The latest social science has good news for philanthropists: Giving profits the giver as well as the receiver. Those who give of their time and money are happier than stingy people, as well as healthier and better liked, as economist Arthur Brooks and others have noted.
This win-win verdict is actually nothing new. Though only recently verified by the data, it is a central tenet of the three Abrahamic religions—Judaism, Christianity, and Islam—as a new book by Gary Anderson makes clear. The Notre Dame theology professor’s Charity: The Place of the Poor in the Biblical Tradition includes a brief look at the call for alms in the Koran, Islam’s holy book, and delves deeply into Jewish and Christian Scripture, as well as the most authoritative commentaries, to examine biblical passages on giving.
Jewish and Christian teachings stress our obligations to the needy. Both religions, Anderson observes, also declare that charitable giving will benefit the donor. In fact, Jewish and Christian Scripture and ancient commentary all adapt commercial terms to describe the transaction, declaring that one’s gifts will fund a “treasury” in heaven that, as the Hebrew author of Proverbs puts it, “delivers from death.”
Anderson observes that this conflation of aiding others and benefitting oneself makes some people squirm today, because we presume that an act can only be charitable if it’s done with no regard to oneself. He argues that this puritanical view is a modern notion that grew out of theological disputes in the Protestant Reformation and fails to account for the full range of human motivation. For many devoted givers, the Scriptural arguments will ring true: The desire to help others stems from both self-interest and a deeper belief about the nature of the world.
Consider, Anderson suggests, the case of a young child who spends all her allowance on a present for her mother’s birthday. Obviously, the child is only giving back what her mother first gave her, perhaps partly in hope of increasing her mother’s affection. Yet the child’s generosity—which reveals a budding virtue of charity that may flower over time—grows out of spontaneous love. The child’s gift also suggests that she intuits the way charity forms part of the deep ordering of the world.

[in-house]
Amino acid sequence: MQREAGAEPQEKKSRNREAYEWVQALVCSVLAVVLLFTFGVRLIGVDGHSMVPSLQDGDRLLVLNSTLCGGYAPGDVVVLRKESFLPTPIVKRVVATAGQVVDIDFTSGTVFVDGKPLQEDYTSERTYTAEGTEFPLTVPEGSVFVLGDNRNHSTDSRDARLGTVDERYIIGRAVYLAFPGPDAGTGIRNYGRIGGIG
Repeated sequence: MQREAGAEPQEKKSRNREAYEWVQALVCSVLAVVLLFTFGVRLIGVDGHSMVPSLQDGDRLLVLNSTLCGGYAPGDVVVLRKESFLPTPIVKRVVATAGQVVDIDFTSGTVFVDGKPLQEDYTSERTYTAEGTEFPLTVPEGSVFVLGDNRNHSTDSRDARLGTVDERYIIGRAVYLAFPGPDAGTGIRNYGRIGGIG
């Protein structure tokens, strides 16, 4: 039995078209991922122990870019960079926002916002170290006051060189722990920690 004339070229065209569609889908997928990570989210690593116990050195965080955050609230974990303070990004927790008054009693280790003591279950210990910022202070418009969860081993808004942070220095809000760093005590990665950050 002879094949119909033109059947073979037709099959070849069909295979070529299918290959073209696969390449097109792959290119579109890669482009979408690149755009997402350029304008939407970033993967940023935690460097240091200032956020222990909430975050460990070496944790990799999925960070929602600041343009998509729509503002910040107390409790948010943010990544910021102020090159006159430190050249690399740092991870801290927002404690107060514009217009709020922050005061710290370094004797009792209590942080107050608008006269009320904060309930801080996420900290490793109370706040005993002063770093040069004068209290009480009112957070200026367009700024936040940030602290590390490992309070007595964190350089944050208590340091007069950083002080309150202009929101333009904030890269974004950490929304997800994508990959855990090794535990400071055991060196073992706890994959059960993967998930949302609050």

Similarly, Anderson says, in the Judeo-Christian view, whenever we give to the needy or have mercy on a debtor, we already owe everything we possess—and all of Creation itself—to the generous God who formed us, gave us our good fortune, and may reward our generosity. But while charitable giving may build on the natural inclination for self-preservation, he continues, it is not simply self-interested.
He offers another analogy: Imagine you received a windfall and then faced two advisers, one a conventional financial analyst who urged you to invest it in safe index funds for your retirement, the other a saintly person who said true prosperity depends on building heavenly treasure by giving to the poor. “Imitating the generosity of God would seem to be fraught with far greater risk” than self-interest.